Ninth, emigration and immigration.

The composition of Pakistan`s population has changed significantly since independence. Many among the educated and skilled have left. These include members of religious minorities and those who were transformed into minorities. On the other hand, Pakistan has been inundated by millions of tribal Afghans. Despite pockets of brilliance, as an entity, Pakistan today is intellectu-ally, culturally and financially a more backward place than 60 years ago.

Tenth, disinvestment. 
The country is poor because the state is poor. As the country spends more than its revenues so do the people. Savings are not smart if these are going to be eroded by inflation.

Without national or personal savings, investment in infrastructure, education, industry, small and medium enterprises has not been forthcoming from the public or private sector. Pakistan has had to depend on external assistance and loans to fund development, which remains inadequate to meet the needs of its population.

Eleventh, globalisation. 
Unfortunately, Pakistan was persuaded by the Washington Consensus that trade and financial liberalisation was good for all.

It unilaterally dismantled its protections.

But it cannot produce most goods competitively. This, combined with the culture of consumerism, has led to Pakistan becoming an import destination ratherthan an export base. While the persistent trade deficits are partially offset by the remittances from poorer Pakistani emigrants, most of our governments have been obliged to carry the begging bowl to our rich friends, at times even tomeet our vital defence needs.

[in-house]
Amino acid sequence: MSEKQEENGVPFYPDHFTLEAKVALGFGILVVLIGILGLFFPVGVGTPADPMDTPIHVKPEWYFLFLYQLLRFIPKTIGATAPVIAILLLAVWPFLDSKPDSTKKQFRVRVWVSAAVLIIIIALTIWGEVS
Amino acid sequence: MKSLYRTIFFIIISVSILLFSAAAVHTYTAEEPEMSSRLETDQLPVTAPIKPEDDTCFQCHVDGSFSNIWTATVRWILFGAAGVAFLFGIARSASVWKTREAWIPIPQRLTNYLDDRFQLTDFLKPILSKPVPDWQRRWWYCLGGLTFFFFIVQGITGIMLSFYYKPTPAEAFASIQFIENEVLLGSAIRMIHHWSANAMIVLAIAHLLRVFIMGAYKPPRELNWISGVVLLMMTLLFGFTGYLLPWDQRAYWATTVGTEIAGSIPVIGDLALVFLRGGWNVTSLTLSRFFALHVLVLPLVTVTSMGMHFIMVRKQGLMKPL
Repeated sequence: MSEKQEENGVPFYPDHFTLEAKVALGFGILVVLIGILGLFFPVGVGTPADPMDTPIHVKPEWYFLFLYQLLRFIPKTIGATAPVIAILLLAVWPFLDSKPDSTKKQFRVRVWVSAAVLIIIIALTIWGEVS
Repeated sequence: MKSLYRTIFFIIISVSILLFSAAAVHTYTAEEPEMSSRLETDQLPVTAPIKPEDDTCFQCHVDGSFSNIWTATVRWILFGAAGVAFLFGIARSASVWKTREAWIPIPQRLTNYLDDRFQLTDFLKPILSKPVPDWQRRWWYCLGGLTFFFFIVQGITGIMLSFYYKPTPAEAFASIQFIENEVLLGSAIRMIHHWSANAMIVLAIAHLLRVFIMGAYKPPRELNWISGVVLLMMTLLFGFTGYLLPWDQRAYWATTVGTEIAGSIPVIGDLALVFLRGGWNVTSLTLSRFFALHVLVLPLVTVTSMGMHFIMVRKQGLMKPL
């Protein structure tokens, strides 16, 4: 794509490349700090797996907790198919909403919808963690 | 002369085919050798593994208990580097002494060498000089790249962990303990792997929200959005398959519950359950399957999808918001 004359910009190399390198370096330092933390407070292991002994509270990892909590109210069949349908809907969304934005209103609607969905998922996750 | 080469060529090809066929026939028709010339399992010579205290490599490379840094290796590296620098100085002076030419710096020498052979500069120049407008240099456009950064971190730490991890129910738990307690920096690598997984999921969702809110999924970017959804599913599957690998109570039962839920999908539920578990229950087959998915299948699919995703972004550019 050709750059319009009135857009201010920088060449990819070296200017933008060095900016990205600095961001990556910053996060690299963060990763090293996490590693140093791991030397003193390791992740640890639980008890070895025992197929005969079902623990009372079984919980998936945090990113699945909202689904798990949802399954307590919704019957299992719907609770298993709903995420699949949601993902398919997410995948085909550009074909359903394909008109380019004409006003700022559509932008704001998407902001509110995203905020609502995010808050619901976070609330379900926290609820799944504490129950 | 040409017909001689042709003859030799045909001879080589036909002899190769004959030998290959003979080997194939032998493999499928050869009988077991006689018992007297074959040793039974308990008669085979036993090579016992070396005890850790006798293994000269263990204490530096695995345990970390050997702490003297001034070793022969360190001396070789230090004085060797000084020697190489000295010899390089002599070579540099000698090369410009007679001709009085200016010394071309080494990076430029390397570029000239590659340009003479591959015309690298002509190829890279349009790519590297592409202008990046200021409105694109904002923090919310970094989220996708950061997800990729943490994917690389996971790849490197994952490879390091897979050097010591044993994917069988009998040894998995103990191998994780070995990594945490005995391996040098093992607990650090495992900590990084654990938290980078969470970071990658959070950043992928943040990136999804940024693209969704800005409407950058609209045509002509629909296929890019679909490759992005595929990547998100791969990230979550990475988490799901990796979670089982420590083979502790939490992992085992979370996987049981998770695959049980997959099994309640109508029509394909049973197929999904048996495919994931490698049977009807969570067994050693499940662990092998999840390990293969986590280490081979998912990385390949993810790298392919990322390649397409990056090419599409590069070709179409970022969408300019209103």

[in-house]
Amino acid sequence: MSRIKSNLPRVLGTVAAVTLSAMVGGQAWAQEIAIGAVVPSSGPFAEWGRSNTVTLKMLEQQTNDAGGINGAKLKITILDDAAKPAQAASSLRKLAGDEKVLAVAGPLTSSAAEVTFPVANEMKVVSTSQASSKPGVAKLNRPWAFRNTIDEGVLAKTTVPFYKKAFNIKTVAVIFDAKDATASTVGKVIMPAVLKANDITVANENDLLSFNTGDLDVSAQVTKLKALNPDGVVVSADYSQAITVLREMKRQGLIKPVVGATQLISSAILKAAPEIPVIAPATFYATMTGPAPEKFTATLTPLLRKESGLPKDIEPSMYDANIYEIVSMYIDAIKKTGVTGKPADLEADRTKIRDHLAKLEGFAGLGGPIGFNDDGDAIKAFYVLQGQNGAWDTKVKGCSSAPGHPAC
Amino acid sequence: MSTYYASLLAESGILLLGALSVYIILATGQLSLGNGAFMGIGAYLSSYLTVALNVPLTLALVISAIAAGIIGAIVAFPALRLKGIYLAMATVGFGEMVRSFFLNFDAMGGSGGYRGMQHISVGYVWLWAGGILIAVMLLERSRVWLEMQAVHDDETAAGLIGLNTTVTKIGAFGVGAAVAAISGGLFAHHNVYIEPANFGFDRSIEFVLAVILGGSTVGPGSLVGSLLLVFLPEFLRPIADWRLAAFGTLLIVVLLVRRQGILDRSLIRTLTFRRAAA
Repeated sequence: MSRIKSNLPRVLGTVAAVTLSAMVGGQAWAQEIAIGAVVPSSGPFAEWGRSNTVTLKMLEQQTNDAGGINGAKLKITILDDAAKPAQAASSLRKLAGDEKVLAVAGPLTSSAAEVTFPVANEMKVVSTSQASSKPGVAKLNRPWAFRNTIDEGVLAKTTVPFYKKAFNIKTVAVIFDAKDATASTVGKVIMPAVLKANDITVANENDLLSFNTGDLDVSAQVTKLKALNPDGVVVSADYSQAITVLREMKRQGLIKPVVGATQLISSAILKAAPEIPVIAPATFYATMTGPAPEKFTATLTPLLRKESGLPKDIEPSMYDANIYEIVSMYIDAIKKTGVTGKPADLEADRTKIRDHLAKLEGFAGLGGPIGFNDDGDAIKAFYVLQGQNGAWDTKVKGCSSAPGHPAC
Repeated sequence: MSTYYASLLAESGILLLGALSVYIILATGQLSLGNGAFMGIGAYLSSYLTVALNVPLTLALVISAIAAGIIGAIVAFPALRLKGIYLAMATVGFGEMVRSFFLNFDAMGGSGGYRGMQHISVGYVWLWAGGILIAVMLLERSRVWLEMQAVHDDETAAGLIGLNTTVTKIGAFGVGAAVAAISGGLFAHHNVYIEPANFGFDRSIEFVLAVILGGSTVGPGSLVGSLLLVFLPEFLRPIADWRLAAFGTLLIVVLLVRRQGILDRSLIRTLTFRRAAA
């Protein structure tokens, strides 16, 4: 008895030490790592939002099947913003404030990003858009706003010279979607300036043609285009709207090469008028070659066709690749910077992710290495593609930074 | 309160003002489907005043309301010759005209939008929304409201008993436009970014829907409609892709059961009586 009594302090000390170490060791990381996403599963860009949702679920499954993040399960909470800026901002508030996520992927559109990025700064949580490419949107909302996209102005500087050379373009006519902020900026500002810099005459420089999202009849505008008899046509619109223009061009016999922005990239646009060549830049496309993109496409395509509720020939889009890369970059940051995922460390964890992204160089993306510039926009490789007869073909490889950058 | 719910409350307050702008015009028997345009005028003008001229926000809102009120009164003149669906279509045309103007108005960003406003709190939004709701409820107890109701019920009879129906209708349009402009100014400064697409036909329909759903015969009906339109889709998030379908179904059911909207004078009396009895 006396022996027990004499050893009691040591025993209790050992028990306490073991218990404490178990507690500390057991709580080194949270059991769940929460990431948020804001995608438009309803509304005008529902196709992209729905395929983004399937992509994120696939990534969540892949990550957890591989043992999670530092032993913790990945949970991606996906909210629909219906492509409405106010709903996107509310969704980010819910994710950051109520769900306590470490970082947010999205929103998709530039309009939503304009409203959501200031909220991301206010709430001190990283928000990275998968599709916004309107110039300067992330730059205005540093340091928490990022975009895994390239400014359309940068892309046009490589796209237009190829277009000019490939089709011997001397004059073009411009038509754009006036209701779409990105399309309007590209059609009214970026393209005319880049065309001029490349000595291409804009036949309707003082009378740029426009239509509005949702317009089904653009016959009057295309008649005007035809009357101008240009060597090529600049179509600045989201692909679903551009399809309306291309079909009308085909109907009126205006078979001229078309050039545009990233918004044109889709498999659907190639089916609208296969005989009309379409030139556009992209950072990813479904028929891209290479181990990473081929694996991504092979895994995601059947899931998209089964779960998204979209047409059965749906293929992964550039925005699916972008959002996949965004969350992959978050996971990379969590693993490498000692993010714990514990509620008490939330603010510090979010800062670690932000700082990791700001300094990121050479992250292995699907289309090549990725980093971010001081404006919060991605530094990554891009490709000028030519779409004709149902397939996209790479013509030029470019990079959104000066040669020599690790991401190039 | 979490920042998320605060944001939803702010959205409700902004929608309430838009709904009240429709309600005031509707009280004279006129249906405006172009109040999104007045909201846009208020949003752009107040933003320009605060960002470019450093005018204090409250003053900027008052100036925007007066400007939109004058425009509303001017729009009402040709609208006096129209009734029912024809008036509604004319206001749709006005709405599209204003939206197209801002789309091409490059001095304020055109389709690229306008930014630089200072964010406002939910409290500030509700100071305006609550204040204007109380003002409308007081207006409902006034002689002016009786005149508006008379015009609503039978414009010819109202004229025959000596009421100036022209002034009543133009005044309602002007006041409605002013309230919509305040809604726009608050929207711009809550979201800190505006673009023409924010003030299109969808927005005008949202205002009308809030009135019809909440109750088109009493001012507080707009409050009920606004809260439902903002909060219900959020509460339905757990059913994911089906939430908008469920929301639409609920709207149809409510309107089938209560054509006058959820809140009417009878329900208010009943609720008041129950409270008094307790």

Twelfth, bad governance. 
Most of the 11 previous shortcomings originate from bad governance. With some outstanding exceptions, Pakistan has a record of bad or no policies and even worse of execution. This is largely due to the decline and eventual collapse of Pakistan`s bureaucracy and the accompanying erosion of rules and due process Personalised decision-making is now the norm; senior bureaucrats act more as personal rather civil servants. From an occasional virus, corruption has become an endemic disease.

Without professional and competent people to formulate and execute sound policies in various areas, Pakistan will be unable to overcome its imposing array of challenges.

The challenge posed by the poverty dozen cannot be addressed piecemeal. It requires a comprehensive policy designed to transform Pakistan into a modern, peaceful and prosperous country. Patriotic Pakistanis should demand such a policy and contribute to its formulation and implementation. They cannot give in to the dark side. • The writer is a former Pakistan ambassador to the UN.
By Munir Akran: http://epaper.dawn.com/DetailImage.php?StoryImage=24_11_2013_009_006

کھلا خط پاکستان کے نام:
پاکستان کی ترقی ، خوشحالی اور امن کے لییے کچھ بنیادی معاملات طے کرنا ضروری ھیں. اس وقت پاکستانی سوسائٹی فکری طورپرتین بڑے حصوں تقسیم ہو چکا ہے : ایک طرف  "اشرافیہ , لبرل طبقہ"   دوسری طرف "خاموش اکثریت" ؛ تیسری طرف "مذہبی  شدت پسند دہشت گرد اور ان کے ہمدرد". ایسے حالات میں ضروری ہے کہ کنفیوژن کو دور کیا جائے تاکہ اکثریت ایک نقطہ نظر پر متفق ہو  جائے. اور پھر تمام توانایوں کو مرکوز کرکہ عظیم مقاصد ، امن . خوشحالی . ترقی کی طرف رواں دواں ہوں. اگر ہم کچھ بنیادی سوالات کا جواب موجودہ تناظرمیں قرآن سنت کی  روشنی میں معلوم کر لیں. ان پر قومی مباحثہ ہو جس میں میڈیا ، دانشور ، مذہبی سکالرز علماء ، سیاسی مفکرین ، سول سوسائٹی ، فوجی ماہرین ،  قانون ، خارجہ امور کے ماہرین اور تمام دوسرے متعلقہ ماہرین  اور عوام حصہ لیں . پھر جس پر سب یا اکثریت متفق ہو ان پر پھر ڈٹ کرعمل کریں تو پاکستان ایک ترقی یافتہ باعزت ملک، قوم  بن سکتا ہے. بنیادی مکالمہ کےسوال درج ذیل ہیں ....
کھلا خط آپ کے نام، پاکستان کے لیے :